prescribe antibiotics as carefully and appropriately as possible now. We need to save the big guns in the armoury for the bacterial infections that really require this artillery.
Relative to OECD countries, New Zealand is a low user of antimicrobials for farm animals. That is largely because we feed our cattle and sheep grass in wide open spaces. In situations where animals are kept at close quarters and undercover (poultry and pigs), antibiotics are often routinely administered in feed to prevent infection and the rapid spread of disease.
Some dairy farmers give the whole herd antibiotics to prevent mastitis when they stop milking at the beginning of winter. The New Zealand Veterinary Association has set a goal to end prophylactic use of antibiotics in animals by 2030.
Our human/animal use of antibiotics in terms of total weight of active compound is about 50/50, though the farm animal population is many times greater and cattle weigh more than humans and so require more medicine. But it is a concern that there is veterinary use of antibiotics that are vital to treat infections seen in humans.
New Zealand is at the wrong end of the OECD table when it comes to human use of antibiotics. This reflects our high rate of infectious disease, which is increasingly counter to the trend in other countries. This is a concern for reasons other than antimicrobial resistance.
Infections spread more easily in crowded and unhealthy housing conditions, and among people who have poor general health. Doctors have been alarmed by the incidence of rheumatic fever in some areas of the North Island.
The most vulnerable groups are Maori and Pasifika children and people four to 19 years old.
Our reported incidence of campylobacter infection is the second highest in the OECD (more than 6000 cases a year), despite a dramatic reduction of food-borne campylobacter after 2006.
In 2014 a new strain of campylobacter emerged that is resistant to two classes of antibiotic. Up until that point our rates of resistance in campylobacter were extremely low by international standards. We need to continue to drive down infection rates and reverse the emergence of resistant strains.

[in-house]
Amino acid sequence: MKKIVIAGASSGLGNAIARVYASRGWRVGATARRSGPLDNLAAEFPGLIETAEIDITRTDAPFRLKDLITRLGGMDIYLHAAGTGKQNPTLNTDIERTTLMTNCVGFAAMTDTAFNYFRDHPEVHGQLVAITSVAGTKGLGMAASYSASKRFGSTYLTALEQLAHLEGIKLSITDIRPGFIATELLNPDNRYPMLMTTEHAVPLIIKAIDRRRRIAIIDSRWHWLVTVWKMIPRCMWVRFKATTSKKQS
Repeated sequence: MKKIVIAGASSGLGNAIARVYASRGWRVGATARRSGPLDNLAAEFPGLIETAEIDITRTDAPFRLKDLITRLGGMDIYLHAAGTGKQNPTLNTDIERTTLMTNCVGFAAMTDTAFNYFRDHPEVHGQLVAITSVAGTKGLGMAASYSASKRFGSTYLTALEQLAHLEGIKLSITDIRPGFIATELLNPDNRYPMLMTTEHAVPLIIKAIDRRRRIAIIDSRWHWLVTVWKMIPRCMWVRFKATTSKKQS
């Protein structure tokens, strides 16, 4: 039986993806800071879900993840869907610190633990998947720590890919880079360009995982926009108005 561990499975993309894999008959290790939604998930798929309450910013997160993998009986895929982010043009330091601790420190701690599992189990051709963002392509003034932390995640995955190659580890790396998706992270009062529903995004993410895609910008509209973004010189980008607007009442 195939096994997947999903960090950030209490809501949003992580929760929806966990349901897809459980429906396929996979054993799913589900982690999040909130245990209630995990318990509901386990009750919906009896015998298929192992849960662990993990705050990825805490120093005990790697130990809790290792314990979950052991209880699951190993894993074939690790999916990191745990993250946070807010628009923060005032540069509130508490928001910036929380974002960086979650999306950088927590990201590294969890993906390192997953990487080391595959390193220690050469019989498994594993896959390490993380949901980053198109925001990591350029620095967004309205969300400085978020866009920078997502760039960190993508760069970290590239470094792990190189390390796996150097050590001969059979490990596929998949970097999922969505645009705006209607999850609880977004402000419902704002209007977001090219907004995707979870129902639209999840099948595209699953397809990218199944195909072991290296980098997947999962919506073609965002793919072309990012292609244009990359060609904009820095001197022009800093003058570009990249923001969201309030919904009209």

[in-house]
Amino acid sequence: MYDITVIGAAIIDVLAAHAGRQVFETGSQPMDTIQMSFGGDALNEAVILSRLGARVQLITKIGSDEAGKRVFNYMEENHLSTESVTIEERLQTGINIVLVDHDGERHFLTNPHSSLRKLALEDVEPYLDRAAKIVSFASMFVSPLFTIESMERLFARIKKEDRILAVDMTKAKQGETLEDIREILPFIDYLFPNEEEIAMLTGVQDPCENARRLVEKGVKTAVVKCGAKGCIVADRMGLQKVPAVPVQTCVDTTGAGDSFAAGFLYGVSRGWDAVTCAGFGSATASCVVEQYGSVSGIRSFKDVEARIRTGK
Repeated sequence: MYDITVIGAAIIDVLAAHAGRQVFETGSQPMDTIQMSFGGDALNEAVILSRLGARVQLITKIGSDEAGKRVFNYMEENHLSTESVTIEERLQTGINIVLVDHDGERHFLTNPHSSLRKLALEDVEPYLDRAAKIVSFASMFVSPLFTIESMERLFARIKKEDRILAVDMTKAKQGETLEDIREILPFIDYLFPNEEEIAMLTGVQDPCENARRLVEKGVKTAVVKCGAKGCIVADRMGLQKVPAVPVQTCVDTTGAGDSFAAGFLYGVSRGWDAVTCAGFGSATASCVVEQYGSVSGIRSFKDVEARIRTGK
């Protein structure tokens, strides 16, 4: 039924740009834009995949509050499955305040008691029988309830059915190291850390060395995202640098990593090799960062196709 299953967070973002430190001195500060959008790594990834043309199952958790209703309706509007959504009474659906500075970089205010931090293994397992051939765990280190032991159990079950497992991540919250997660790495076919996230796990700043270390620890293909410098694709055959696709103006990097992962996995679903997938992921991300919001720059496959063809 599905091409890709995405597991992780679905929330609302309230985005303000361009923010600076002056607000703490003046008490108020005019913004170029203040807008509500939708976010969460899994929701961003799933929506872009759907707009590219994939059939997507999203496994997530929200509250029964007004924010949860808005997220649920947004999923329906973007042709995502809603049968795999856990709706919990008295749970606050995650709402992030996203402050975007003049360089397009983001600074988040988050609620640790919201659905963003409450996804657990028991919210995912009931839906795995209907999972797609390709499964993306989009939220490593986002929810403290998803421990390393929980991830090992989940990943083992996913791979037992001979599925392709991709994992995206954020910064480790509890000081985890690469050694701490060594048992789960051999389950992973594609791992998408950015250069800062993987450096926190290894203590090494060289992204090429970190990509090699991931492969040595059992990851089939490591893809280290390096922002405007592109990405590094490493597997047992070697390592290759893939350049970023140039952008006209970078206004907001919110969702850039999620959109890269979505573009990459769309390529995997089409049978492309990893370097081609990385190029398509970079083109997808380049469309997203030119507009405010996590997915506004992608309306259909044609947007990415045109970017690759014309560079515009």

Animal faecal matter inevitably gets into waterways and can contaminate drinking supplies with pathogens such as campylobacter. Chlorinating drinking water kills pathogens.
Most antibiotics are still effective but taking too many can have adverse side-effects.
Antibiotics kill beneficial as well as harmful bacteria, and reduce the range of bacteria in our guts.
We are only now beginning to understand how important bacteria are to our healthy physical and mental function.
Environmental Science and Research (ESR) reported that the use of broad-spectrum penicillin almost doubled in the period 2006-14.
There is no suggestion that doctors or vets should withhold antibiotics when needed to treat an infection. But the choice of medicine needs to be judicious and carefully considered, and patients need to follow health professionals’ advice.
Scientists have always known that antimicrobial resistance would develop. It is how evolution works. The question is how we can buy time while scientists look for new treatments. ESR notes that there are few prospects in the pipeline.
The ministries of health and primary industries have a fiveyear plan to manage AMR. Part of it is public awareness and active participation.
Our first line of defence is not to get sick in the first place, and not to infect others. Some general advice from our Ministry of Health:
Immunise against infectious diseases
Wash and dry your hands regularly and well Stay at home if you are sick Cover coughs and sneezes Clean surfaces regularly Practise safe sex
One way that antimicrobialresistant organisms move between animals and humans is through the food chain. The NZ Food Safety Science & Research Centre (NZFSSRC) closely watches any food-borne diseases and tracks the spread of resistant organisms, sharing the information with scientists in New Zealand and around the world.
To guard yourself and others against food-borne infection:
Wash and dry your hands before cooking and eating, and teach your children this as well.
Antimicrobial soaps can contribute to the antimicrobial resistance problem, and they are considered no more effective than ordinary soap and water.
Handle raw chicken carefully. Store separately away from other foods. Don’t let the juices splash and wash everything down thoroughly. Cook it until the juices run clear. Likewise any minced meat. Wash fruit and vegetables well. Don’t drink raw milk. It may contain E.coli, listeria, salmonella or campylobacter. Heat it until just boiling (or up to 70 degrees Celsius for one minute) before drinking.
People working with farm animals can be infected by E.coli, listeria, toxoplasma and leptospira. Bugs live on shed floors, animals, pasture, work clothing, and surfaces in the house. There is a noticeable spike in infections at calving time. Wash your hands and leave work clothing outside. Watch the exposure of small children who suffer from these infections more than most. Children are at much higher risk of infection. Healthy animals and people can resist infection. Both need good nutrition, shelter and care.
World Antimicrobial Awareness Week is November 13-19.
Professor Nigel French is the director of NZFSSRC and a professor of food safety and veterinary public health at Massey. Glenda Lewis is a communications adviser to NZFSSRC
Antibiotics kill beneficial as well as harmful bacteria, and reduce the range of bacteria in our guts. We are only now beginning to understand how important bacteria are to our healthy physical and mental function.